In addition to soil, the government is also mulling a new carbon credit that would give farmers financial incentives to increase their biodiversity and improve land and vegetation management on their properties. Options for that are being scoped out now.
A scheme like that would have two points of buy-in for farmers, potentially. The first would be the financial incentives to lock more carbon in soil and vegetation. (Just as well Tony Abbott isn’t around any more, because he’d be screeching apocalyptically about hidden carbon taxes right about now.) It’s also possible that participants in this carbon market for farmers would also be able to trumpet their participation – branding their products sustainable, and charging a premium.
These sorts of policy concepts, in the event they can emerge from the fudge factory with some rigour attached, aren’t a magic bullet, but they would assist the national abatement task and be good for the interests of farmers.
Viewing this substantively, a soil strategy is a necessary part of the arsenal, because the climate science tells us we need to do all the things to reduce emissions as quickly as possible. But with industrial emissions rising, abatement from soil carbon is likely a drop in the ocean.
Morrison’s grand bargain is as much about politics as it is about substance. But the question he faces is: is the succour for the Nationals sufficient?
We can be very direct now. The farmers’ party is now the coal party. It’s not clear, at least to me, whether or not Morrison can corral the Nationals on a net zero commitment with the sweetener of practical initiatives designed to help the people they claim to represent.
This sounds completely insane, of course: the farmers’ party backing fossil fuels in perpetuity over the practical interests of farmers, the people who built their political movement. A strange kind of derangement.
But if you think about this in nuts and bolts, you see the difficulties. Think about those Queensland National MPs who increased their margins in the 2019 election by making coal in perpetuity a statement of political identity for regional Australians; a proxy for nothing needs to change.
Morrison is naturally pliable. But not every politician is blessed with the talent of shapeshifting.
It is very hard to imagine George Christensen or Ken O’Dowd or Michelle Landry going home and telling blue-collar workers they’ve recruited from Labor that the government has now signed up to net zero, and that’s tremendous. Last election, they told blue-collar workers they would stop Labor implementing a net zero target. This would be one hell of a circle to square.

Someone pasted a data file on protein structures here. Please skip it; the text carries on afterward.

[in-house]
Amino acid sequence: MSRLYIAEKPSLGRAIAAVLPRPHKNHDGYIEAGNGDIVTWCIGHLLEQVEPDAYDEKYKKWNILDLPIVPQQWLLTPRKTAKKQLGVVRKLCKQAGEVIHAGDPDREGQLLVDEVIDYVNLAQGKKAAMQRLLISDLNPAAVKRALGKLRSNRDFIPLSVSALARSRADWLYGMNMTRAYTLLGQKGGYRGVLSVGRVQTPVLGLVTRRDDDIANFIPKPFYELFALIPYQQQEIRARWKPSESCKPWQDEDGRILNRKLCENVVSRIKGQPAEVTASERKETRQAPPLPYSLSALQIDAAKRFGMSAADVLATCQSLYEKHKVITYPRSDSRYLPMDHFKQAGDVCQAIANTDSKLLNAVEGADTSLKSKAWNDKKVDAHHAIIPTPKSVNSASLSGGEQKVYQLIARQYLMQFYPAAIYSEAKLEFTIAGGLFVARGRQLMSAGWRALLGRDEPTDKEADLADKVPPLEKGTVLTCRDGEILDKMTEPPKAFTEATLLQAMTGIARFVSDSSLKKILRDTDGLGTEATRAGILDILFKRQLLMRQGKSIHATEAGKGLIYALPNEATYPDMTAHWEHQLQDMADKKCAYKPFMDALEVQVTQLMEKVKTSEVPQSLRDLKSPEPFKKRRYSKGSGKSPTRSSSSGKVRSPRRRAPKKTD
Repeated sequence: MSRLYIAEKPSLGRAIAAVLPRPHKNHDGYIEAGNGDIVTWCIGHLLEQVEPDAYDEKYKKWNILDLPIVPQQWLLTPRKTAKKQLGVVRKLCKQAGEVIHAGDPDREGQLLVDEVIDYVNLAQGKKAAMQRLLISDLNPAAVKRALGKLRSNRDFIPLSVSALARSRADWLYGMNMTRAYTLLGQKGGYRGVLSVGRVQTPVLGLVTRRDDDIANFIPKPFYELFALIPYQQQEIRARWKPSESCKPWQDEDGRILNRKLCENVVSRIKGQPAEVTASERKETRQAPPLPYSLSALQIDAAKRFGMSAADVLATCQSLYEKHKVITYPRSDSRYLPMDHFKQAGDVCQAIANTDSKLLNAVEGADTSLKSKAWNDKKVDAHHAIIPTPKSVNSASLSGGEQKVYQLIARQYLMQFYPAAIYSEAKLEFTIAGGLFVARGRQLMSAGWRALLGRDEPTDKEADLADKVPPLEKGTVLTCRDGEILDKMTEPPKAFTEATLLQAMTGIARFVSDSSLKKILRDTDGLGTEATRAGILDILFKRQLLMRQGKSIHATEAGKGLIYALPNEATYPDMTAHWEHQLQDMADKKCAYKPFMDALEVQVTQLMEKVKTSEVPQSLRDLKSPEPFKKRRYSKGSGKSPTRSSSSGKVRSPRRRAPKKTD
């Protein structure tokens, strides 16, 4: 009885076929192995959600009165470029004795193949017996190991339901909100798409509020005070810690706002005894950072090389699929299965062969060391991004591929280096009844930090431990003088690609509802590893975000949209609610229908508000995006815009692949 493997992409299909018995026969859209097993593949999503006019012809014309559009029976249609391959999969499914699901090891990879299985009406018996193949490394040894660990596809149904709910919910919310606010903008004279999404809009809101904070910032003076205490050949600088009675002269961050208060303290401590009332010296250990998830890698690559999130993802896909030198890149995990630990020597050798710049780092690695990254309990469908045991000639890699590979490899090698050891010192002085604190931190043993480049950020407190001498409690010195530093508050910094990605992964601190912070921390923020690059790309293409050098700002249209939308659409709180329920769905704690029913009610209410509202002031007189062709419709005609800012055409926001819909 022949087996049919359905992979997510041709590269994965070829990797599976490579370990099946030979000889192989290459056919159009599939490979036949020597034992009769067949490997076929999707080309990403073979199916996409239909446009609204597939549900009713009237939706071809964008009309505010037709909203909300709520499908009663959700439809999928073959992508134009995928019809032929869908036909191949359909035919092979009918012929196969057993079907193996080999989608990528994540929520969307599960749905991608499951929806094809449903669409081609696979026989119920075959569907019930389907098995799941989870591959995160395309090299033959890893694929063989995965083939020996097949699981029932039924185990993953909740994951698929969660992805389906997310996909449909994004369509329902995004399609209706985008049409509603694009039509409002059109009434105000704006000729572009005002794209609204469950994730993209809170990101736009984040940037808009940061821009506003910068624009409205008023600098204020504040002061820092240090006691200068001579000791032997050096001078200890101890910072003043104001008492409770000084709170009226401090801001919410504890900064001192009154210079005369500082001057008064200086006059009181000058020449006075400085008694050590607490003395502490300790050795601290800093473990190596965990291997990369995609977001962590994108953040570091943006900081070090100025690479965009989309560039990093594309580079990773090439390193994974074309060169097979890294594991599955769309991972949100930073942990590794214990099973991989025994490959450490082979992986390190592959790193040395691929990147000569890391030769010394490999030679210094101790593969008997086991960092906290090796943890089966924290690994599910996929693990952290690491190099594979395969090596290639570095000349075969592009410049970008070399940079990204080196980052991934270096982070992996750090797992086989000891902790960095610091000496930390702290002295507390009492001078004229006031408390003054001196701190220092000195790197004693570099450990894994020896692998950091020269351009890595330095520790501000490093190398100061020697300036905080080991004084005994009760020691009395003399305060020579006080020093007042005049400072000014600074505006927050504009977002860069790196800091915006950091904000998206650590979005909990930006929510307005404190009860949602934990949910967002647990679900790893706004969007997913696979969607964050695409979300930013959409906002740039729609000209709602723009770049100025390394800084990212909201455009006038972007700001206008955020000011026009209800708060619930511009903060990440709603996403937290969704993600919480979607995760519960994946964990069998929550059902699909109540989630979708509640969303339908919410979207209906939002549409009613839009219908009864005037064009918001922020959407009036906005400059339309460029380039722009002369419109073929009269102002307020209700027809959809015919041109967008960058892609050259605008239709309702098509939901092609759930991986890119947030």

If you listen closely, you can hear senior Nationals trying to work on some practice lines. The resources minister, Keith Pitt, during a television interview on Friday was asked several times how he could continue to argue that the coal sector wasn’t in decline given the direction of climate policy.
Pitt danced very fast. Coal was an up and down sort of business, he ventured. The journalist persisted, so Pitt had to break out carbon capture and storage. CCS would mean that coal power lived forever in a carbon-constrained world. (Narrator: Hmm, not if the power being generated is significantly more expensive with CCS, Keith.)
It’s certainly not impossible for Morrison to land a substantive grand bargain. It’s just pretty hard.
Depressingly, it is possible the prime minister won’t lose sleep if his grand bargain doesn’t ultimately cohere, because he will back himself to land his “I heart net zero” campaign in the city while reserving his right to see fossil fuels in the regions of Queensland until the giant vacuum cleaner sucking carbon from the sky turns up to rescue us from disaster.
How long Morrison gets away with this monumental fudge is a function of three things. One: will Australians maintain vote-changing anxiety about climate change in the middle of a pandemic and still-nascent economic recovery?
Two: will Morrison face meaningful pressure from his global peers? Will Joe Biden, Boris Johnson and the Europeans make life uncomfortable for Australia?
Three: will journalists turn up to work over the next 12 months, and by that I mean getting to the heart of what is, or is not, happening with climate policy – as opposed to amplifying a pivot devoid of policy?